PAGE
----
Monday, June 21, 2010

#87 - Garlic Shrimp & Farro Pasta With Vintage Brut Cava

Okay! Fine!

We like shrimp! Happy?

As Mrs. Ney said, "What can we have for a Sunday night dinner when Christo is going to be home but I don't want to cook and I DEFINITELY don't want to shop anywhere else?"

I was home on a Sunday because years of waiting tables has taught that you don't work on holidays like Father's Day. It's one of maybe four or five days a year when people who normally don't go out to eat go out to eat. And that only brings pain.

So...Sunday night at home, a rare thing, that.

Usually reserved as Frozen Food night, this Sunday did include the use of frozen shrimp. Other than that, this was a finely crafted meal taken from solid recipe sources, executed to perfection and lovingly fawned over. I'm channeling my inner-Pat Bruno.

Food: Spanish-style garlic shrimp in farro pasta, jalapeños, orange/lemon zest, mint and basil

Frozen Wild Blue Shrimp ($10.99/lb) from Trader Joe's cooked in copious amounts of garlic and olive oil using this recipe from Cook's Illustrated. Perfectly cooked, having that nice multi-textured bite to them. There were fears it might be a tad garlic-y but they weren't. Great stuff.

Dried spelt spaghetti bought at Fresh & Wild in Toronto, a vacation taken last year that...well...just read this. Snore fest. Good food but we had some issues with things.

Pasta tossed with tons of mint, normal amount of basil and parsley, two parts orange to one part lemon zest and two raw, deseeded jalapeños. Just freakin' sung. Jumped out of the bowl.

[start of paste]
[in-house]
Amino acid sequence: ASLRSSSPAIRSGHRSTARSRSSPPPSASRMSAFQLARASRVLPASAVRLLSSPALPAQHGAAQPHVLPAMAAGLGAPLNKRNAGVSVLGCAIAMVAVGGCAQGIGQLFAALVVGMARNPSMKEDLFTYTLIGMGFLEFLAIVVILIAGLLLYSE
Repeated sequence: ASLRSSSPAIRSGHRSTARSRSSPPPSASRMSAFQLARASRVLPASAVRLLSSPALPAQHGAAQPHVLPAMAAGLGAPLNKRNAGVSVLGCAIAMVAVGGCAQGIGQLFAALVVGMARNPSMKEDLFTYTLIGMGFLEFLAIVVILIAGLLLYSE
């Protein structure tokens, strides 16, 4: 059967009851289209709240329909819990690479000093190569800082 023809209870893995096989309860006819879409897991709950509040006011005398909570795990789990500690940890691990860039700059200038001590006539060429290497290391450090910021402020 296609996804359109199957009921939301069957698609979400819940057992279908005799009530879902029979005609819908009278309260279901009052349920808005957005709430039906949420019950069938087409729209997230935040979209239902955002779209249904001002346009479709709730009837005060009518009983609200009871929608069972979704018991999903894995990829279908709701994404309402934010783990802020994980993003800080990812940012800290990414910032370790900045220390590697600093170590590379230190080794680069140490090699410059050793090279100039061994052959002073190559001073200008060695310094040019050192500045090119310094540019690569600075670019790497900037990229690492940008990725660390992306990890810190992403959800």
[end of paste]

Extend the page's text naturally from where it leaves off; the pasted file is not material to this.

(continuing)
Brightness from the zest, a hint of that wheaty quality you got from farro, the right level of heat came from the jalapeño and a refreshing aspect from the mint. Flavors. Just. Kept. Changing.

Getting a little bit of everything in one bite made for a taste I won't soon forget. And we'll be having this again quite soon.

A note to new home cooks out there who patently refuse to use recipes because they think they need to channel some inherent, perceived, improvisational talent they think they have. Use recipes. There are people on this planet that know tons more and have more experience with things of this nature than you and HEY! They publish their results in an easy-to-read format using a step-by-step guide. I say this because the Ney household is sick of listening to people wax on about how they injected their own personality into last night's dinner to weird results. It's not jazz. It's food. Execution and precision is a wee bit more important. Rant done.

Wine: 2006 Raventós i Blanc "L'Hereu Reserva" Brut Cava Penedes ($18 - Binny's)

Grape: Parellada, Macabeo and xarel-lo (biodynamically grown)
Region: Penedes, Spain

We love cava but cava sometimes gets a bad rap. Champagne is the undisputed king of bubbly and the bargain/budget sparkler shopper tends to fawn all over Prosecco before cava. It can be a tad rough and if you like that exact style of roughness, it's great but it's not for everybody, I guess.

We like that exact style but this one isn't your average, everyday cava. It's more fancy pants.

Tons of minerals here with the best type of dryness. Where good Champagne shows brioche notes in their yeasty quality, cava tends to be more in the raw yeast, bread dough vein. This one is more refined, raw at first only to blow off and fall into a nice baguette-type track. Apple and pear throughout but nothing over the top, never clouding the core of minerals and refreshing, tight bubbles. Great cava, spectacularly balanced, under $20 and somewhat widely available. Huge fan and has been on El Bulli's wine list for years.

And just great with the bowl o' shrimp pasta.

Pairing: 91 Refreshed, cleansed and offered up oodles of goodness

With a dish offering heat and zest, a sparkler seemed apt.

And it was in a pretty great way. The cava cleansed the palate of the heat from the jalapeños. It was like hitting a reset button with every sip after a bite of food, allowing us to enjoy the heat without letting the heat become the dominant taste in the meal.

The mineral quality in the wine also worked beautifully with the shrimp and, especially, the orange zest. All the underlying fruit in the wine didn't get lost in the food and the wine retained a sense of self without ever saying, "Look at me!"

A nearly perfect compliment to an impromptu Sunday meal.

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